Most actors play a part of their own personality. Daniel Day-Lewis always inhabits another.
Look at “Phantom Thread” and you’ll understand why he takes so long to agree to a role.
As Reynolds Woodcock, a fashion designer, he’s meticulously detailed, revealing the mechanics that go into the creator’s work. Day-Lewis sketches with purpose, sews with heart and preps with precision.
It’s fascinating to watch his wheels turn – even when the story they’re in isn’t all that compelling.
Set in the 1950s, “Phantom Thread” shows what a controlled life Woodcock lives. He insists on silence at the breakfast table, consistency in his schedule and power in his life.
“I cannot begin my day with a confrontation,” he tells a breakfast partner. Sure enough, she’s gone and his life goes on.
When he meets an intriguing waitress (Vicky Krieps), she becomes a muse and, to some degree, a partner.
His sister (Lesley Manville) knows the relationship will never be equal, particularly since she’s in control of business. She offers a warning, but the waitress presses on and becomes the woman most likely.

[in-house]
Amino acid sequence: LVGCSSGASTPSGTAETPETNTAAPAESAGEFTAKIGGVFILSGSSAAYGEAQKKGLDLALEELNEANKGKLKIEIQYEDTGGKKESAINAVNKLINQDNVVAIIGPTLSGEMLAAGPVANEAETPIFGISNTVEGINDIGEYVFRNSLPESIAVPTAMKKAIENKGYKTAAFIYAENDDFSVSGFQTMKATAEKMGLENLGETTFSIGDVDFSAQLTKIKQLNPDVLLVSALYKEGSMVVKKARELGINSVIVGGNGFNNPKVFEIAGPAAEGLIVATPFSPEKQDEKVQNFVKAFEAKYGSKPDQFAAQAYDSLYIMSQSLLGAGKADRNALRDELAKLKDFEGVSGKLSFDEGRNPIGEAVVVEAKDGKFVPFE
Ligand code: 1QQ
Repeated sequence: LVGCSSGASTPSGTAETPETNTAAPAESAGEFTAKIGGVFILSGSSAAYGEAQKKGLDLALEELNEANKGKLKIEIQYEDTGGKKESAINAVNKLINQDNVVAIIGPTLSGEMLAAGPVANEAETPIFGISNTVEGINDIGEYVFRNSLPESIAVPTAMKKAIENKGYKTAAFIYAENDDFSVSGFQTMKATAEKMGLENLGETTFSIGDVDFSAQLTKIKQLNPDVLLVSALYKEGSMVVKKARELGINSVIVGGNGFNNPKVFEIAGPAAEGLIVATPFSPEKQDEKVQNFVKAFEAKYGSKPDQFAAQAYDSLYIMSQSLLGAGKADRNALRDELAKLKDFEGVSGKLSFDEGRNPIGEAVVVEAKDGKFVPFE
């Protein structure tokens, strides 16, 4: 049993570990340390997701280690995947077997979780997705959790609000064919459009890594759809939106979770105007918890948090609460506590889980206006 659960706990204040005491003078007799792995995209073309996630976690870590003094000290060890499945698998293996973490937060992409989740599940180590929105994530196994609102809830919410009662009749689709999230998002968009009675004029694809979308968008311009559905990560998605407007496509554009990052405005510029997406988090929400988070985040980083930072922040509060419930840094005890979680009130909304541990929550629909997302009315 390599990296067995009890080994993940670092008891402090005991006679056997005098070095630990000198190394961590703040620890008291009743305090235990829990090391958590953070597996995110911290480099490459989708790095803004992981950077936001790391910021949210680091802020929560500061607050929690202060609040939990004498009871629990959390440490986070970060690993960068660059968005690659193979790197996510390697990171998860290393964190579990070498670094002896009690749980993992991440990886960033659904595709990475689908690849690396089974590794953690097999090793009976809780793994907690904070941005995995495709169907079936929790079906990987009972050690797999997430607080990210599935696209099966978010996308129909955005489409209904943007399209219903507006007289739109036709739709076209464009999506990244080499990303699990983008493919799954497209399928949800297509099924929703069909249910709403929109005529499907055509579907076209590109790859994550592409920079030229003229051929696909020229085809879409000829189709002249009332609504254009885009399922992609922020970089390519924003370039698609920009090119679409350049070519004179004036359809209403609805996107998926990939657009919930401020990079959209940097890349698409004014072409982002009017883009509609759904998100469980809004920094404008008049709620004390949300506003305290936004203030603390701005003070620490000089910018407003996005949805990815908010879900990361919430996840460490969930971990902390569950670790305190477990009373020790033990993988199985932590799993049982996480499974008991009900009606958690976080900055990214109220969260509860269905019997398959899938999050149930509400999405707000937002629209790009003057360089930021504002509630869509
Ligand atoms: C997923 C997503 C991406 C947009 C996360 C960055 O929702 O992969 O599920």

Writer/director Paul Thomas Anderson could have settled for a perfect slice-of-life drama but he pushes it even more and shows how truly screwed up Woodcock can be.
“Phantom Thread” takes a surprising turn, then drifts. It’s an interesting choice. But until it happens we get to see the master at work.
Royals ask for his dresses; the wealthy insist on them. When he’s upset with one of his customers’ behavior, he pulls the dress off her and never looks back.
Anderson gives Day-Lewis plenty of moments, never pulling the camera away. To emphasize the man’s elegance, he accompanies each scene with a piano score that can be both vulnerable and forceful.
The costumes are gorgeous; the settings sumptuous.
While the “Pygmalion” underpinnings show through, they can’t hide the thriller that lurks.
When Woodcock becomes annoyed, simple tasks (like buttering toast) become aurally amplified. It’s a neat trick, designed to help us understand what Day-Lewis is creating.
Both Krieps and Manville are good foils, pushing and pulling in opposite directions.
Harriet Sansom Harris adds humor; Brian Gleeson gives “Thread” a tinge of “Masterpiece Theatre.”
The film, though, belongs to Day-Lewis, who makes a control freak utterly interesting. Thanks to his work, it’s an exquisite creation.